New tools for everyday heroes

The new communications technology that's reaching the hands of first responders is nothing short of dazzling. It is common today for police cruisers to be outfitted with notebook PCs and video cameras, but the new standard will be wireless connectivity. The ability to beam images, along with voice and other data, from the scene of an incident back to a command center and vice versa will become commonplace in the coming years.

A District of Columbia government official demonstrated a scenario at a recent Washington Technology Solutions Series breakfast forum on wireless technology.

In part of the demo, police detain a suspect, photograph him and send the photo to another officer who shows it, via a handheld device, to a witness.

That's just one application; it's not hard to imagine others such as firefighters downloading floor plans, or sending photographs to a structural engineer to get advice on how best to enter a partially collapsed building. The list could go on.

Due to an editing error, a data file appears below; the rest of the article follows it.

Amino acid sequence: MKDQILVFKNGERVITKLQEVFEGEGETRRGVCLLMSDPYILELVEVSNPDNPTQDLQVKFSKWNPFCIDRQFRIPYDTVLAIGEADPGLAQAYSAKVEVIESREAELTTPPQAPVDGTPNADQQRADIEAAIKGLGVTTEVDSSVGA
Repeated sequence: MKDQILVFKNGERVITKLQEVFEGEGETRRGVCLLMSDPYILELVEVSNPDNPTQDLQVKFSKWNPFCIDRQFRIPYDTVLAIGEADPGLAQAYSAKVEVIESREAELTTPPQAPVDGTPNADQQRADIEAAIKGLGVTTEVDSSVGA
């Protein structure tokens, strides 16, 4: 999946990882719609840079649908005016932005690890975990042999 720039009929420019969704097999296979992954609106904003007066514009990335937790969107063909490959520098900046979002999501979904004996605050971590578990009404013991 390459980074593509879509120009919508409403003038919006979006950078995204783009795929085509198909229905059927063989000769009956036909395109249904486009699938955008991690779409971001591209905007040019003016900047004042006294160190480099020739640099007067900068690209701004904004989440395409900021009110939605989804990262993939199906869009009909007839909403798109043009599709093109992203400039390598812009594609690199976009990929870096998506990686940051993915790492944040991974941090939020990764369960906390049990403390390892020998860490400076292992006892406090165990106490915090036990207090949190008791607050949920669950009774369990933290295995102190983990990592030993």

As Ethan Butterfield tells us in his cover story, these networks and communications systems are a good business opportunity for systems integrators.

Spending by state and local government on first-responder IT is expected to grow by 7.2 percent annually through 2010, when spending is expected to reach $9.4 billion. The federal government is helping to push this along with grants and other funds.

For traditional defense companies such as General Dynamics Corp., Lockheed Martin Corp. and Northrop Grumman Corp., there is an opportunity to take lessons learned building sophisticated command and control systems for the military and apply them to local governments.

The trend also is a way to put powerful tools into the hands of those who need them most: firefighters, police officers, paramedics ? heroes all ? who rush to the scene of a disaster.

About the Author

Nick Wakeman is the editor-in-chief of Washington Technology. Follow him on Twitter: @nick_wakeman.

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